Give your skin the vital nutrients and essential acids it needs! Hemp lotions are great for your skin and generally come in subtle scents.
Hemp oil is known for itsÂ nourishing, hydrating and rejuvenating properties. It also contains antioxidants, which support healthy aging of the skin. Hemp oilÂ makes for a non-greasy, easily absorbed moisturizing oil – a perfect ingredient for a natural lotion. Hemp lotions leave skin looking smooth, healthy and radiant.
Hemp seed oilÂ is very versatile, so you’ll alsoÂ find itÂ in many different eco-friendly body care products like lotions, bar soaps, shaving gels, baby soaps, lip balms, shampoos, all-purpose soaps, skin oilÂ and much more.
It’s an amazingly nutritious and savory alternative to cow’s milk!
While it is one of the lesser-known hemp products, it is gaining steam in our country. If you have dietary sensitivities, or are vegan or vegetarian, hemp milk is definitely something to consider. Â It is made by blending hemp seeds and water. The creamy result is nutrient rich and easily digested.Â Plain organic hemp milk is free ofÂ sugar, cholesterol, soy and gluten.
Nutrients in an 8 oz. glass of hemp milk:
- 900mg omega-3 fatty acid
- 2800mg omega-6 fatty acid
- all 10 essential amino acids
- 4 grams of digestible protein
- 46% of RDA of calcium
- 0% cholesterol
- vitamins A, B12, D andÂ E
- folic acid
- and more â¦ (Source)
Hemp milk comes in a variety of flavors and has the essential nutrients you need for a healthy diet.
If you value environmentally friendly products, you might want to shop more for clothing made from hemp!
According to Hemp Basics:
“On an annual basis, 1 acre of hemp will produce as much fiber as 2 to 3 acres of cotton. Hemp fiber is stronger and softer than cotton, lasts twice as long as cotton, and will not mildew. Cotton grows only in moderate climates and requires more water than hemp; but hemp is frost tolerant, requires only moderate amounts of water, and grows in all 50 states. Cotton requires large quantities of pesticides and herbicides-50% of the world’s pesticides/herbicides are used in the production of cotton. Hemp requires no pesticides, no herbicides, and only moderate amounts of fertilizer.” (Source)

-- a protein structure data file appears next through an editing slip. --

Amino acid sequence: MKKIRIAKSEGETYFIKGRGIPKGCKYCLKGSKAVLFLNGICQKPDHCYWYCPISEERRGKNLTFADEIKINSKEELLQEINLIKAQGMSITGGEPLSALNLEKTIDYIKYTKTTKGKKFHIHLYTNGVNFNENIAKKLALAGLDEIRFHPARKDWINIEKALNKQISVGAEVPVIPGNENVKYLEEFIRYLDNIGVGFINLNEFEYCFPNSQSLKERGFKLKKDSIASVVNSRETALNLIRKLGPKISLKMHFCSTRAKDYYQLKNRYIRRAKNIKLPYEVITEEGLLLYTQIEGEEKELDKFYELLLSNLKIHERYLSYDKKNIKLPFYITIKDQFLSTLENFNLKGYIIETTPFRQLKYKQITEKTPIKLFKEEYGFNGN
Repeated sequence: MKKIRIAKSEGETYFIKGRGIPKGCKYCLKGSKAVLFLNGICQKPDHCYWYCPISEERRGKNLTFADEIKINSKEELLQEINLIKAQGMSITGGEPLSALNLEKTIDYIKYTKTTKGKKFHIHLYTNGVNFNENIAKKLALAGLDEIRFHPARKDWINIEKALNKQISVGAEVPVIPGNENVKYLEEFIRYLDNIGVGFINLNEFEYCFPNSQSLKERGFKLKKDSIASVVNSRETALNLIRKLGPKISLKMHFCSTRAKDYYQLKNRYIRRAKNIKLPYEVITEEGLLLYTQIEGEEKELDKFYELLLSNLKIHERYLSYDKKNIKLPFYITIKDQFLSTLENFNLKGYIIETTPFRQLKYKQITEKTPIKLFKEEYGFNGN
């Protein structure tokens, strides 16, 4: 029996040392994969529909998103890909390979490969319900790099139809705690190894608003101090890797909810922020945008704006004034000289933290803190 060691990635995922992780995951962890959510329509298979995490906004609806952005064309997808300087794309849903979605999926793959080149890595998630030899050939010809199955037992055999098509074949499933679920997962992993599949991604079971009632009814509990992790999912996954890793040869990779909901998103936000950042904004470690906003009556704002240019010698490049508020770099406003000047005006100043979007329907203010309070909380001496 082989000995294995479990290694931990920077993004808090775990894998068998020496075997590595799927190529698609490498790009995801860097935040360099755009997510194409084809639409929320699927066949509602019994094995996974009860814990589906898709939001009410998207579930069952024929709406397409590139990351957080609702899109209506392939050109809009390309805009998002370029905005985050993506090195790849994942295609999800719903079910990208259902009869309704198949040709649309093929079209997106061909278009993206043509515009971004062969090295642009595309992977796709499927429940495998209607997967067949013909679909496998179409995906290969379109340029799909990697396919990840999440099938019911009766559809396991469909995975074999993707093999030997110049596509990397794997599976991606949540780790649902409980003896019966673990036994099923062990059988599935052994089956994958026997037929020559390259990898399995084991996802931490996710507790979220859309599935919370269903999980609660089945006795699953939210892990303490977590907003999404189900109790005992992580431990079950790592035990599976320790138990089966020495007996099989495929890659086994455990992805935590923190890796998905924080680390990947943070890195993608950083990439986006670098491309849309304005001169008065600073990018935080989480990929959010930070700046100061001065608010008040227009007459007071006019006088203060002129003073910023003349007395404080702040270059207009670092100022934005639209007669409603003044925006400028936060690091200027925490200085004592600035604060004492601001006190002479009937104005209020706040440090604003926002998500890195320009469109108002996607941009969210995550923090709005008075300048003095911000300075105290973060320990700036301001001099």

Another benefit of hemp fabric is its inherent antibacterial properties. Since bacteria are believed to survive in cotton and polyester fabrics for weeks, hemp products can be a healthier option in places where individuals are vulnerable to microorganism exposure. For example, EnviroTextiles is developing a line of organic hemp medical supplies for hospitals. Its products include scrubs, sheets, lab coats, towels, privacy curtains and robes.
Hemp clothing benefits include:
- It’s eco-friendly
- It’s durable
- It’s more absorbent
- It’s made from a renewable resource
- It’s naturally resistant to mildew and mold
- It can be recycled in paper production
Hemp fabric is often blended with other materials to produce a soft, fashionable, long-lasting product.
Hemp is a valuable natural resource that has not yet been allowed to fully flourish in our country. There are many products that can be made in a more environmentally friendly fashion with hemp. Some of these hemp products include paper, building materials, paint, textiles, food, detergent, oil, fuel, varnish, ink, plastics, body care and more!
What’s your stand on hemp products? You can share your thoughts in the comments section below.